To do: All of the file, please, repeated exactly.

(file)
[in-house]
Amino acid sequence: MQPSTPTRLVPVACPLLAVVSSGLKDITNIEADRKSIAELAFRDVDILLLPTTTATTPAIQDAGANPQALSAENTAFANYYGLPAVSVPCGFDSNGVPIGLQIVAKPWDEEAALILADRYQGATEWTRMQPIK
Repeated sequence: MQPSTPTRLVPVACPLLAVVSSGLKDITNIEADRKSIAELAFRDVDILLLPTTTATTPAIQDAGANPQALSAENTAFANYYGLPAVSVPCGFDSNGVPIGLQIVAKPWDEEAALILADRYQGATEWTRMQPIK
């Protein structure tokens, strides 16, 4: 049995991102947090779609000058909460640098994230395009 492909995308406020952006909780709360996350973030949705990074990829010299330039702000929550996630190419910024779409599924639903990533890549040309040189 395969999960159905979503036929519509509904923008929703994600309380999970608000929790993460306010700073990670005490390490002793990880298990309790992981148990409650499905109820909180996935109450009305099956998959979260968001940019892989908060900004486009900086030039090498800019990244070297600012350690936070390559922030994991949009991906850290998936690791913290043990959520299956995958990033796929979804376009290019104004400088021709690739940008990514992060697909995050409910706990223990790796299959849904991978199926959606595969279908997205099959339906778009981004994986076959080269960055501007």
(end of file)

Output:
[in-house]
Amino acid sequence: MQPSTPTRLVPVACPLLAVVSSGLKDITNIEADRKSIAELAFRDVDILLLPTTTATTPAIQDAGANPQALSAENTAFANYYGLPAVSVPCGFDSNGVPIGLQIVAKPWDEEAALILADRYQGATEWTRMQPIK
Repeated sequence: MQPSTPTRLVPVACPLLAVVSSGLKDITNIEADRKSIAELAFRDVDILLLPTTTATTPAIQDAGANPQALSAENTAFANYYGLPAVSVPCGFDSNGVPIGLQIVAKPWDEEAALILADRYQGATEWTRMQPIK
């Protein structure tokens, strides 16, 4: 049995991102947090779609000058909460640098994230395009 492909995308406020952006909780709360996350973030949705990074990829010299330039702000929550996630190419910024779409599924639903990533890549040309040189 395969999960159905979503036929519509509904923008929703994600309380999970608000929790993460306010700073990670005490390490002793990880298990309790992981148990409650499905109820909180996935109450009305099956998959979260968001940019892989908060900004486009900086030039090498800019990244070297600012350690936070390559922030994991949009991906850290998936690791913290043990959520299956995958990033796929979804376009290019104004400088021709690739940008990514992060697909995050409910706990223990790796299959849904991978199926959606595969279908997205099959339906778009981004994986076959080269960055501007």